What’s that? A new feature? Why yes, yes it is.
In MoeGamer Music, an occasional feature, I sit down with a blank post and sit down to listen to a whole album without interruptions. While doing so, I will pen some immediate thoughts about each track, as well as providing a bit of information about the album as a whole.
And yes, being a physical release sort of person, everything I will be covering in this column is available on CD, and I will be listening to it on CD rather than ripping it to my digital music library. Distraction-free listening for the win.
We begin today with Diggin in the Carts: A Collection of Pioneering Japanese Video Game Music, published by Hyperdub. If you want to listen along, check out the Bandcamp page here.
Continue reading Diggin in the Carts – A Collection of Pioneering Japanese Video Game Music
Is it Limited Edition time again? Why yes, yes it is!
I actually wasn’t expecting this one quite so soon; Song of Memories has been delayed so much from its originally anticipated release date that I was very surprised to get a shipping notification the other day, and find it showing up on my doorstep a day later. Still, I’m not complaining!
Song of Memories’ limited edition, known as the Encore Edition, is an exclusive to Funstock subsidiary Rice Digital, who have partnered with publisher and localiser PQube on a number of previous titles. Let’s take a closer look.
Continue reading What’s in the Box: Song of Memories – Encore Edition
I fancied a bit of a change from OutRun this week, so I present to you one of my all-time favourite arcade racers: Split/Second, developed by Black Rock and published by Disney.
Split/Second is a tragic tale, really; it was a spectacularly good game that came out at a bad time, had no marketing whatsoever and consequently flopped so badly that Black Rock had to close down and Disney stopped doing anything interesting like unusual cinematic arcade racers ever again. Booo.
Still, at least Split/Second still exists, and we can still enjoy it for ourselves, so let’s do just that!
Continue reading Sunday Driving: Rigged to Blow
We’ve already talked about how distinctive Blue Reflection’s visual aesthetic is thanks to the contributions of Mel Kishida — but its music is worthy of some discussion, too.
It will come as no surprise to longtime Gust fans to hear that Blue Reflection has an excellent soundtrack — though it’s an interesting score overall in that it blends a variety of different styles to create something altogether unique.
It complements the action well and, between it and the visuals, means that Blue Reflection is one of the most distinctive games Gust has put out for a long time. So let’s take a closer look… listen, whatever.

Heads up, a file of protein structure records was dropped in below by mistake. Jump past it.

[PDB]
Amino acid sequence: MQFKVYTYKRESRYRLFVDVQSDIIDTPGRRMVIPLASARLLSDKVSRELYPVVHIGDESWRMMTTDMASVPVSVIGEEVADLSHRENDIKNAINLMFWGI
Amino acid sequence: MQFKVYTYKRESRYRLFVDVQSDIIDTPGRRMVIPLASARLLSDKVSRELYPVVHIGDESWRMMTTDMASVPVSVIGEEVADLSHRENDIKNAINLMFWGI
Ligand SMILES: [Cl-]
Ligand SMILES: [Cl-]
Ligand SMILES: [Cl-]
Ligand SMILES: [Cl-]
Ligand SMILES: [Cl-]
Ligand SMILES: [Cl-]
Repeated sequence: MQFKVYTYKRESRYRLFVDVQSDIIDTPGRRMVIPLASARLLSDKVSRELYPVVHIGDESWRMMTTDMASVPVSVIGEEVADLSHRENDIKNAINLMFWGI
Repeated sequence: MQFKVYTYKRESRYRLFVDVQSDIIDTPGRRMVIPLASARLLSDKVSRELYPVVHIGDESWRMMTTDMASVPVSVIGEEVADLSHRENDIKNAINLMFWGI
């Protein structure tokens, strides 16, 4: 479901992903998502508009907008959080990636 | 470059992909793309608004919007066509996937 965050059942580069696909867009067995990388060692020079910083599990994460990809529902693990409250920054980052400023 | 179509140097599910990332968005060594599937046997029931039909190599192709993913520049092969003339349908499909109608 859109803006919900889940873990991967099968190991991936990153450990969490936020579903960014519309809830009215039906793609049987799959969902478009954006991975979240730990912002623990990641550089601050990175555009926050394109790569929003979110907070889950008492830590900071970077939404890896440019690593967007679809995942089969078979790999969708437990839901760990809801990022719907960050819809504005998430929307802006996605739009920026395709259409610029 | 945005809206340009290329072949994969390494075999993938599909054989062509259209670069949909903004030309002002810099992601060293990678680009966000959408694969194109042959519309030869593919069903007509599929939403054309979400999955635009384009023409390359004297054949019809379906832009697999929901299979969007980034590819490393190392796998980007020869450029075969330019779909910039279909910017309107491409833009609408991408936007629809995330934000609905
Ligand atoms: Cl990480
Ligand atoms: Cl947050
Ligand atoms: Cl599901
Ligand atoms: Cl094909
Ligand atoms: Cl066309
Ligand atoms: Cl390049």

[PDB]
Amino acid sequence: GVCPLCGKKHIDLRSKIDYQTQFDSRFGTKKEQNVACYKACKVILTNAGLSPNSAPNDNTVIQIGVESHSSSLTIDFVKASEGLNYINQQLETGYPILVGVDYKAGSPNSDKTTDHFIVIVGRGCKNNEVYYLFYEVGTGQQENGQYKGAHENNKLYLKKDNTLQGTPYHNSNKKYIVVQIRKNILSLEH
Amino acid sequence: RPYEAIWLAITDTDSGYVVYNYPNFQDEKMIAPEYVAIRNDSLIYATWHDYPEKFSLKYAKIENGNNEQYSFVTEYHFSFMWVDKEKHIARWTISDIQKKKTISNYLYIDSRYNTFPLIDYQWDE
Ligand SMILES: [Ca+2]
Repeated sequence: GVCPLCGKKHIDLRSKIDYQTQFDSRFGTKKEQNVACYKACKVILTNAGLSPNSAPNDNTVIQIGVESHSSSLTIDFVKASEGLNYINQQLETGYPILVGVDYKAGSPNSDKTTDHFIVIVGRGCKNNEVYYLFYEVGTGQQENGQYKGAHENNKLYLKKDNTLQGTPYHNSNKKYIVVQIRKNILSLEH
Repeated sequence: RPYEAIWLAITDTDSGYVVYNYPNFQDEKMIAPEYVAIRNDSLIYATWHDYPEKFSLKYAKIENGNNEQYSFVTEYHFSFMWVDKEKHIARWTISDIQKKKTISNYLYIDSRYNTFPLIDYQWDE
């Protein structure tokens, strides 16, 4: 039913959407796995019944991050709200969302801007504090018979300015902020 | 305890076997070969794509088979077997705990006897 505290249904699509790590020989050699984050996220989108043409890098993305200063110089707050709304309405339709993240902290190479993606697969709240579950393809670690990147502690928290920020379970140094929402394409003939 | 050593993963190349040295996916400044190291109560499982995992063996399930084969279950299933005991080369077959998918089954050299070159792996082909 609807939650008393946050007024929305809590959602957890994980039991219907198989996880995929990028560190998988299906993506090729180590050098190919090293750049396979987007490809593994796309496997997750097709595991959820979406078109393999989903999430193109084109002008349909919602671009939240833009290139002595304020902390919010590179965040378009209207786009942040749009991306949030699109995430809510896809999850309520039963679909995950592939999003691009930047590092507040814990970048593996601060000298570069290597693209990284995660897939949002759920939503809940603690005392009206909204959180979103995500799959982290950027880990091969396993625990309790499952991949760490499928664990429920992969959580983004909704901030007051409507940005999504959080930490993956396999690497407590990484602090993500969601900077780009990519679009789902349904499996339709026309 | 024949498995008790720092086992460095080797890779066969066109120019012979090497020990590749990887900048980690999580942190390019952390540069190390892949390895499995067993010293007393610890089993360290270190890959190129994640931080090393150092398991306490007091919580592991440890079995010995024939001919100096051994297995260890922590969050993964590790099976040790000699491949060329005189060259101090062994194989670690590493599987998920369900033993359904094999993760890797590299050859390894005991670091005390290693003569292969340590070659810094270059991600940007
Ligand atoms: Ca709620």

Continue reading Blue Reflection: Sounds of School Days
With the recent announcement of a release date for Shantae: 1/2 Genie Hero’s physical Ultimate Edition, I thought it was high time we showed the girl herself some love.
She’s been the star of four separate games to date, as well as making guest appearances in a number of other titles such as Blaster Master Zero.
I’ve actually earmarked June of 2018 to explore the Shantae series as a whole, so we’ll talk more about her in detail then, but in the meantime let’s contemplate the majesty of this belly-dancing half-genie and why she’s so appealing.
Continue reading Waifu Wednesday: Shantae
The MoeGamer Awards are a series of made-up prizes that give me an excuse to celebrate games, concepts and communities I’ve particularly appreciated over the course of 2017. Find out more and suggest some categories here!
Music is a massively important part of the modern gaming experience. As technology has improved, particularly in the storage department, we’ve seen a notable shift away from game systems synthesising music in real time using built-in sound chips — a process that often produced a distinctive and instantly recognisable sound unique to each platform — and towards more traditionally recorded music.
While this does diminish each modern platform’s individuality in terms of the distinctive timbres of their games’ soundtracks, it does leave composers free to let their imaginations run wild and express themselves — and for us as listeners to focus on the compositions themselves rather than admire how the musicians got around technical limitations. Today’s award celebrates a delightfully eclectic and enjoyable soundtrack that blends a variety of styles together into one coherent whole; the kind of soundtrack that simply wouldn’t have been possible back in the eras of chiptunes or synthesised MIDI music.
And the winner is…
Continue reading The MoeGamer Awards: Most Eclectic Soundtrack
“Video games aren’t movies.” That’s a line of criticism that those who prioritise mechanics over narrative like to level at cutscene-heavy games, particularly those by creators such as Hideo Kojima and David Cage.
And while it’s true that making effective use of games as a form of interactive media tends to emphasise actual interaction over passively watching cutscenes, one can hardly deny the spectacle offered by strongly movie-inspired titles, and the flexibility that entirely computer-generated scenes and characters can provide creators.
Which makes it all the more unusual that so many games focus on movies as their primary inspiration rather than other forms of media. Sure, some role-playing games might be rather operatic in tone, visual novels are effectively “Books Plus” and rhythm games provide a new way of experiencing pieces of music, but video games have never embraced the idea, of, say, musical theatre.
Or so you thought…
This article is also a video! Hit the jump to watch it, or catch it on YouTube.
Continue reading Stormblood: The MMO as Musical Theatre